If you’re concerned about wrinkles, and you know you can’t expect to solve all of your problems overnight, where do you start? Should you avoid sunshine and UV damage, reduce stress, change your diet, quit smoking and/or drinking, use better (or more!) skincare products, eat foods rich in anti-oxidants, take nutriceuticals, stay hydrated, exercise, have more facials?
Taking good care of your skin isn’t your only priority, so let’s address the worst offenders, as well as the best solutions.
- UV exposure. This one is the real culprit of aging. UVB rays cause burning, but UVA rays, which penetrate the skin more deeply, cause wrinkles, loss of elasticity, and photoaging. You’re exposed to UVA rays even when you’re inside—about 90% of UVA rays are transmitted through ordinary glass and windshields. Wear a broad-spectrum sunscreen (like Oclipse SPF 30) every day, and use skincare products high in anti-oxidants.
- Wake up your skin cells. Dormant skin cells exacerbate all of the signs of aging. You need to activate and stimulate them with high concentrations of retinol, which is generally considered the best topical anti-aging ingredient. In fact, scientists recently revealed that retinol (and other Vitamin A derivatives) is the only topical ingredient proven to provide anti-aging benefits.
- Kick the sugar habit. Too much of the sweet stuff—either as sugar or as fructose—is the most common cause of glycation and inflammation. It binds to collagen, weakens it, and then induces sagging and wrinkles. Too much sugar will also reduce skin circulation and damage the texture.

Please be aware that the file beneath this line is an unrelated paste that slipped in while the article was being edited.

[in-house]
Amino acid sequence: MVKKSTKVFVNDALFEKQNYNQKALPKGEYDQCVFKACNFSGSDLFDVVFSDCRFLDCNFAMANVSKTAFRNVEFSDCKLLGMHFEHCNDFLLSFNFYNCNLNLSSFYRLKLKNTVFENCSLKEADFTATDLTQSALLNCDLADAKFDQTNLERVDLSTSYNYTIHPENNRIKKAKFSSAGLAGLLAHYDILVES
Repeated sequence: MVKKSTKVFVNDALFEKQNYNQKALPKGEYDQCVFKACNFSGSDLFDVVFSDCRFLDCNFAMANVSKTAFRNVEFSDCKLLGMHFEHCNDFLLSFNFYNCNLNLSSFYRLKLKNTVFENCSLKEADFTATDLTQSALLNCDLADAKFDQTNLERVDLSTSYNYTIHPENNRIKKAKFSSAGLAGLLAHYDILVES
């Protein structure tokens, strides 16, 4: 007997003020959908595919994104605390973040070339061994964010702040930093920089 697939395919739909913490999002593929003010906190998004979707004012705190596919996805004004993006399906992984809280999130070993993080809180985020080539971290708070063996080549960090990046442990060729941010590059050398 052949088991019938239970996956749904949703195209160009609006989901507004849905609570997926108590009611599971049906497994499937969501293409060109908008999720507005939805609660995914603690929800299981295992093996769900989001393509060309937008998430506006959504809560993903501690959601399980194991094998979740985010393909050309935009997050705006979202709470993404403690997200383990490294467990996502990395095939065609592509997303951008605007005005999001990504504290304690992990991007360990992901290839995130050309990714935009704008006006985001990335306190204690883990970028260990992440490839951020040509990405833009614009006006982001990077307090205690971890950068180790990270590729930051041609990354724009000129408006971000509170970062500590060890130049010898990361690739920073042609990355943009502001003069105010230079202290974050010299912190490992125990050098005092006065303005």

- Stay hydrated. Drinking 8 glasses of water/day is important for digestion, circulation, and excretion. For skincare, you need even more than that, especially after reaching age 40. Water helps hydrate the skin (thereby disguising wrinkles), flushes toxins from the skin (reducing acne), reduces dark circles underneath the eyes, and reduces eczema and psoriasis. Water is surely the most readily available, and the cheapest, skincare remedy.
- Huff and puff—but not nicotine. Cardio-vascular exercise is good for your skin. It improves the circulation and delivers nutrients. Plus it makes you feel better about yourself, and the radiance shines through.
- Relax. Many aspects of daily life can lead to increased stress, and that stress can cause or exacerbate a blotchy complexion, blemises, dullness, and acne and rosacea flare-ups. It’s impossible to eliminate stress, but you should help reduce it. Find time for yourself, exercise, get 7 hours of sleep a night, enjoy friends, practice yoga—whatever works for you.
It’s also important to eat a healthy diet, rich in anti-oxidants and Omega-3’s—the perfect excuse to have an ounce of dark chocolate. Peels, laser treatments, Botox, and fillers may be an option, but they shouldn’t be your first choice. What you do every day and how you treat your skin every night help to make medical procedures unnecessary. So take good care of yourself.